“selling” your U.S. dollars and converting them into Canadian
dollars) and the “buy-rate”
(which is the rate you get if you are “buying back” your U.S.
dollars with Canadian dollars).
In some cases, the “float”, which
is the difference between the buy-rate and sell-rate, can
be as high as a couple of
percentage points. On a $1000 exchange, that could add up to
$20 or $30 each way.
Fortunately, there are several
ways around that:
You can set up a
Line-of-Credit at Casino Windsor (or any other Canadian casino), based on your
U.S. bank-account. The L.C. is "drawable" at the tables without having
to convert ANY of your
Only your losses
(if any) are payable in Canadian dollars instead of your entire
This way, you do
not pay ANY exchange on ANY transactions except for the money
that you actually lose at the
tables. When you pay off your marker, you COULD pay
it off with
U.S.-converted-to-Canadian money. This way, you only get a one-way rip
on the "float", instead of the
two that a buy-and-sell transaction would incur.
SHOULD pay off your marker with a check from your U.S. account (denominated
in $CDN). That way, you only pay your own bank's exchange-rate
float which should be about 1/3rd
lower than the casinos exchange-rate.
If you play in
Canada quite a bit, you might look at either keeping a portion of your
bankroll in Canadian dollars, or
you could open a Front Money account at Casino Windsor, and only pay the
exchange-rate once in a while when you repatriate your winnings into USD$.
Or you can have the
casino cut you a check in Canadian funds from your Front
Money Account when you want to
drain off some of your profit. That way, you only
pay the exchange-rate that YOUR
bank is offering, and not be subject any usurious
If you need any
additional information on Casino Credit, Front Money accounts, or Casino
Markers; you could have a look at Casino Credit – Part Three
as well as
my entire four-part
Casino Credit Update series (especially if you are interested in
having any of your outstanding markers heavily discounted from their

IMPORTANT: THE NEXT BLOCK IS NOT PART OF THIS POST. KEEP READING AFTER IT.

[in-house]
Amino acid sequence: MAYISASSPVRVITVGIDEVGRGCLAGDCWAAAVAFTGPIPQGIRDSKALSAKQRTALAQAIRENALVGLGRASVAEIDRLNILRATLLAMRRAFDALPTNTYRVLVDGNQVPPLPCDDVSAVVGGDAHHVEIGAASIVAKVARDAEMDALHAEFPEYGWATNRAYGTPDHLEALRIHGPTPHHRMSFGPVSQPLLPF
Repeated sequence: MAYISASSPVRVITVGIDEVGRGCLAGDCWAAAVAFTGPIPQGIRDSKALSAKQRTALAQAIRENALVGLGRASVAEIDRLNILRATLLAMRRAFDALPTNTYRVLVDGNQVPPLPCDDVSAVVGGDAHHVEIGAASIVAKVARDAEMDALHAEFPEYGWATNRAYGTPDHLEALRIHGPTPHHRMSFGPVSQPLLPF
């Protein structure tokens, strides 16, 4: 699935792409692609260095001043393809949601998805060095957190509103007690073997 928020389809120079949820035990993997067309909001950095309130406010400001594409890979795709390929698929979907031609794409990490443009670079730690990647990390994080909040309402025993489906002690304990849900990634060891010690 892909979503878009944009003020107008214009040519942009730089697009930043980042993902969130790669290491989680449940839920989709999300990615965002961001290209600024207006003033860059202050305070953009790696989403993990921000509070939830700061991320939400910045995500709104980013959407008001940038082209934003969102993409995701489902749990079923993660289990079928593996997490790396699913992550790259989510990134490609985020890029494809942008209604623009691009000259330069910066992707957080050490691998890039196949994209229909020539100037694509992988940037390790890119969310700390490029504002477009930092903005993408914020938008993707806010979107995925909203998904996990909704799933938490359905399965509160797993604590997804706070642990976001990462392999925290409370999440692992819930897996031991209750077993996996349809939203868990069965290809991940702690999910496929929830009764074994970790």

Players Cards, Comps and Food
As with most other places, Casino
Windsor has three levels of players-cards…basic, silver
and gold. Of course they fancy
it up by calling them Prestige, Preferred and Premier-level.
Their comp system is fairly
generous when compared to the LV-Strip or to A/C, and a free
buffet is yours for the asking
after a few hours of low-spread action.
A couple of dining highlights:
soft-shell crabs at the Riverside Grille…overlooking the river.
In the moonlight, Detroit looks downright inviting.
Pickerel and Tangerine Crème Brule at Caché…which
unfortunately is only open to
silver (Preferred) and gold-level (Premier) players-card members.
As good as those two places are;
C-W’s temporary Promenade Buffet falls a little short in several
areas, but it still beats most other non-casino buffet feeding-troughs by a wide
As with every four-star,
four-diamond hotel, Casino Windsor’s hotel delivers every in-room amenity that
you would possibly need or want (okay it didn’t come with the topless room-
service attendants like they have
at the Four Seasons in Chiang Mai, but this is still
Canada after all…no matter
how far south Windsor is on the map).
The level of luxury in their
deluxe/executive suites is pleasing but definitely not as over the
top as you might expect from a
gaming property that was created and managed (until McHarrah’s takes it over) by
the multi-headed Caesars/Park Place/Hilton hydra. I blame
that on (or credit it to) the
mostly conservative and restrained tastes of the high-end players
who get first shot at these
When you look out over the
Detroit River and beyond to Lake St. Clair in one direction and
to Lake Erie in the other; it’s
not difficult to get caught up in the juxtaposed beauty of the
brutally subdued proximate Motown
skyline which serves as a backdrop to the waterscape
that stretches for miles in
Heck, from that height,
Detroit looked downright inviting.
Now that I had validated my
All-Across-Lay method as a legitimate money-maker, I
wanted to start fine-tuning
it to deal with one particular on-axis box-number dominant and
its correlated off-axis
fraternal twin that was single-handedly constraining my win-rate…and
the Detroit casinos looked
like an ideal place to do it.
I hope you’ll join me for
that leg of my Darkside-shooting journey.
Good Luck & Good Skill at the
Tables…and in Life.
The Mad Professor
Copyright © 2006